In all cases of reported nasopharyngeal chordomas, metastasis was not observed. However, there had been reports of cases of chordoma that metastasized to the peritoneum, pleura [24], liver [1, 24], lung, bone, soft tissue, skin [1, 2, 24], and lymph node [12].

This case report was interesting on several counts. We experienced some difficulties during the pre-operative diagnosis due to the nonspecific features of chordoma on clinical and radiological examinations. Moreover, particular location of the tumor was difficult to be reached and biopsied. Those factors resulted in delayed accurate diagnosis. Because of the location in nasopharynx region, the differential diagnosis of chordoma should be made from other nasopharyngeal masses. Although CT and MRI features are nonspecific, they may be suggestive of chordoma including midline location, expansible or lobular soft tissue mass with well-defined margin. Other nasopharyngeal malignancies may destroy clival bone but do not demonstrate this midline tract. CT is ideal for evaluating the bony involvement, whereas MRI is useful in evaluating the surrounding soft tissues and extension into adjacent structures [3]. Chordoma is considered to have poor sensitivity of radiotherapy and chemotherapy; however, surgery was shown as the treatment of choice [19, 24].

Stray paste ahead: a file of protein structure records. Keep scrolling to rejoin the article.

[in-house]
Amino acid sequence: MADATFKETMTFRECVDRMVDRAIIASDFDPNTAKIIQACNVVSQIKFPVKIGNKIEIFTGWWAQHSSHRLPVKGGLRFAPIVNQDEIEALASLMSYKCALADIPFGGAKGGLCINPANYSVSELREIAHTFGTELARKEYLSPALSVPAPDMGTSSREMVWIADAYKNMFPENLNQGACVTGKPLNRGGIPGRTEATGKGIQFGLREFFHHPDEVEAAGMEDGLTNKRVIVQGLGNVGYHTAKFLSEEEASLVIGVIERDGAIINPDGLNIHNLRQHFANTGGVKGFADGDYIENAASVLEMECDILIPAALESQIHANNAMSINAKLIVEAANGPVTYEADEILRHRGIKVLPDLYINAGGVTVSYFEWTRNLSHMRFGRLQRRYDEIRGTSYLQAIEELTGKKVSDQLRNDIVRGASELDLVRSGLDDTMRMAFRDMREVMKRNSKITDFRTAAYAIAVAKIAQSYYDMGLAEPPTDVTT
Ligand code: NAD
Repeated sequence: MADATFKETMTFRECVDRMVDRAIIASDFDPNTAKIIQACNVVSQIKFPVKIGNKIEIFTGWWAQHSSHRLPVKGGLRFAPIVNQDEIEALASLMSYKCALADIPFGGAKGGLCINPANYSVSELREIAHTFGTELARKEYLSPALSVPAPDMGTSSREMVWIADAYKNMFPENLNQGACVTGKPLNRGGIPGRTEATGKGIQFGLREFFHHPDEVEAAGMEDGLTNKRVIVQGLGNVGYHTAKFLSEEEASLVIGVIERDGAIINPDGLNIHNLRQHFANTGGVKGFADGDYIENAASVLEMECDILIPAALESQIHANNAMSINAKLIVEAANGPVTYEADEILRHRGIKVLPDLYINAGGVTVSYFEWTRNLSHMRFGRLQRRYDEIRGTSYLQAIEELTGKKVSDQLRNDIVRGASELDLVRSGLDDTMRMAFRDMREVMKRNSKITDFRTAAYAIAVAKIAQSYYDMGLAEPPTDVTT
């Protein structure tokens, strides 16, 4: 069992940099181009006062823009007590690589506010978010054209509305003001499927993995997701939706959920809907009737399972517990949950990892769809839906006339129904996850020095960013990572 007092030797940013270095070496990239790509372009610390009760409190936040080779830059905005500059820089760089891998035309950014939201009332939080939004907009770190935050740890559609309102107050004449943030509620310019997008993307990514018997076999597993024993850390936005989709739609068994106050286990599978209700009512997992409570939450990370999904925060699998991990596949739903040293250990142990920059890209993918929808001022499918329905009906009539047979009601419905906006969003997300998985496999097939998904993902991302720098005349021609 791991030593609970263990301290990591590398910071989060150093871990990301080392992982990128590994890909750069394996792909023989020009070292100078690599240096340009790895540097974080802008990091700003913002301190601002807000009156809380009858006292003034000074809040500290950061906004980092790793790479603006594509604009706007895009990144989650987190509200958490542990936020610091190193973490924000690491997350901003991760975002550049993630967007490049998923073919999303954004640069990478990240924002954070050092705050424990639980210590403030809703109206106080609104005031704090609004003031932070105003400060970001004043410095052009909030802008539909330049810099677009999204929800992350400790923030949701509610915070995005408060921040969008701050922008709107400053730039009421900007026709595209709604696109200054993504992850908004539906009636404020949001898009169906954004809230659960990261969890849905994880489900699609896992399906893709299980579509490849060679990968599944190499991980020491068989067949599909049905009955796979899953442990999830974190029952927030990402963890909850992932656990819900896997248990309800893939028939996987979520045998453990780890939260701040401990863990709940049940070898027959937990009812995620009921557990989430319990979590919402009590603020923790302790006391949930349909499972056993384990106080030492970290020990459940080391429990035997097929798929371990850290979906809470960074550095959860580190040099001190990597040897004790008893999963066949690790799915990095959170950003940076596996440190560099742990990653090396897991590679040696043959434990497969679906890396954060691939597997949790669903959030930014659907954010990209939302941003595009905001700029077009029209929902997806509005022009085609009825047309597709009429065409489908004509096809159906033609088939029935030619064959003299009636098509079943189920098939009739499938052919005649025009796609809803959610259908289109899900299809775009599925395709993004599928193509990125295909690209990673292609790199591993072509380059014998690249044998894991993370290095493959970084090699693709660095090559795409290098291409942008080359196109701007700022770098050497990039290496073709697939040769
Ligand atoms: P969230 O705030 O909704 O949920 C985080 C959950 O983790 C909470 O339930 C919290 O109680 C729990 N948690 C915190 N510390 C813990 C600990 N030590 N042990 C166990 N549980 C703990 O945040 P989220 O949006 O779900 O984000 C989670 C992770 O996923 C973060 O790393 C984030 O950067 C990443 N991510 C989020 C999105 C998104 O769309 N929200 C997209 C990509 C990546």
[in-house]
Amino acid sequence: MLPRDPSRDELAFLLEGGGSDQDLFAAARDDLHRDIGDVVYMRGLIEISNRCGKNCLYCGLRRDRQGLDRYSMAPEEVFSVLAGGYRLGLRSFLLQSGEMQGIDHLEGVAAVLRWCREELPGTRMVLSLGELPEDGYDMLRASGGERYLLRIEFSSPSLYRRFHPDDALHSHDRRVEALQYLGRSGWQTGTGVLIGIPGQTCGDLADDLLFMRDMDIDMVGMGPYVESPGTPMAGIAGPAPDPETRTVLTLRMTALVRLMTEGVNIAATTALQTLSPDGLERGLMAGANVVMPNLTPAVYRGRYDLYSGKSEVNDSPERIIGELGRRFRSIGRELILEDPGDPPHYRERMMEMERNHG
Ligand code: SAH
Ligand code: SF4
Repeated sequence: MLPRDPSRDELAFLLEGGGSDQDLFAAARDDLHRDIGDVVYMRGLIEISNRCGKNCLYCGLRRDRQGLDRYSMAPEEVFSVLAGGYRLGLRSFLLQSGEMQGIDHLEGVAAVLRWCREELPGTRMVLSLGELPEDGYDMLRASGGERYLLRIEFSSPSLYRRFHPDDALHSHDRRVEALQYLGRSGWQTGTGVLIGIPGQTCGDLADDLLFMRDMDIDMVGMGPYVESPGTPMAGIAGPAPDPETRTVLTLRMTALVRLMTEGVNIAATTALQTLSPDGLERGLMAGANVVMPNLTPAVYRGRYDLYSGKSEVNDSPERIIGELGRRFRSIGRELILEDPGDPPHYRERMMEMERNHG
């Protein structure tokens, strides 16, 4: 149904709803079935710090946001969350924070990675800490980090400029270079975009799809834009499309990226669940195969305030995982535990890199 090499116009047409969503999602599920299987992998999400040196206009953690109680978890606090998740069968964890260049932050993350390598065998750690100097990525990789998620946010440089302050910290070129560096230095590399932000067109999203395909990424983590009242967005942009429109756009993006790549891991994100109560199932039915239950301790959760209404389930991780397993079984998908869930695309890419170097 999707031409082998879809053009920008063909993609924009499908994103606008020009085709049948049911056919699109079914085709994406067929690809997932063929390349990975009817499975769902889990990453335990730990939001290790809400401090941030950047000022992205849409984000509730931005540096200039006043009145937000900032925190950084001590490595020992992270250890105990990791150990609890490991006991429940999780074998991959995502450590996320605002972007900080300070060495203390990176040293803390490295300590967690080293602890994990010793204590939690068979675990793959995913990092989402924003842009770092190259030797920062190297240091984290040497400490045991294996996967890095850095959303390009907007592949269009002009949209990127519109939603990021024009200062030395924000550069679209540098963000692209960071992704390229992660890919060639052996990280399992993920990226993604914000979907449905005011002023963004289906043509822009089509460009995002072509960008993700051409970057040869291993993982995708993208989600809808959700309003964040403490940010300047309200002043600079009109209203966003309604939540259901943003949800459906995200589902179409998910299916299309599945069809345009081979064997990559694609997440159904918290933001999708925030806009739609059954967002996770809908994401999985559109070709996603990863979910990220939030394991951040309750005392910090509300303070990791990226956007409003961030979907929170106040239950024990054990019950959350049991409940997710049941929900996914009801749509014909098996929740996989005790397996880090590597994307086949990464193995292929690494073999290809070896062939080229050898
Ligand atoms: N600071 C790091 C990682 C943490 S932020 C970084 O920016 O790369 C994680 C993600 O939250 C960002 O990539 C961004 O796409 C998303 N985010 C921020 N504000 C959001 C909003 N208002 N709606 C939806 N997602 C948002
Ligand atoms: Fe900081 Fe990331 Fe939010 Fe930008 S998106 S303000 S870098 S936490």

4. Conclusion

Primary chordoma of the nasopharynx is a rare but an important lesion to be considered when a midline nasopharyngeal mass is found with or without involvement of clival sinus tract. It has no specific appearance on clinical and radiological examination. Obtaining the right biopsy material is required for proper histopathological diagnosis of the tumor.

Conflicts of Interest

The authors declare that they have no conflicts of interest.


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Copyright © 2019 Ery Kus Dwianingsih et al. This is an open access article distributed under the Creative Commons Attribution License, which permits unrestricted use, distribution, and reproduction in any medium, provided the original work is properly cited.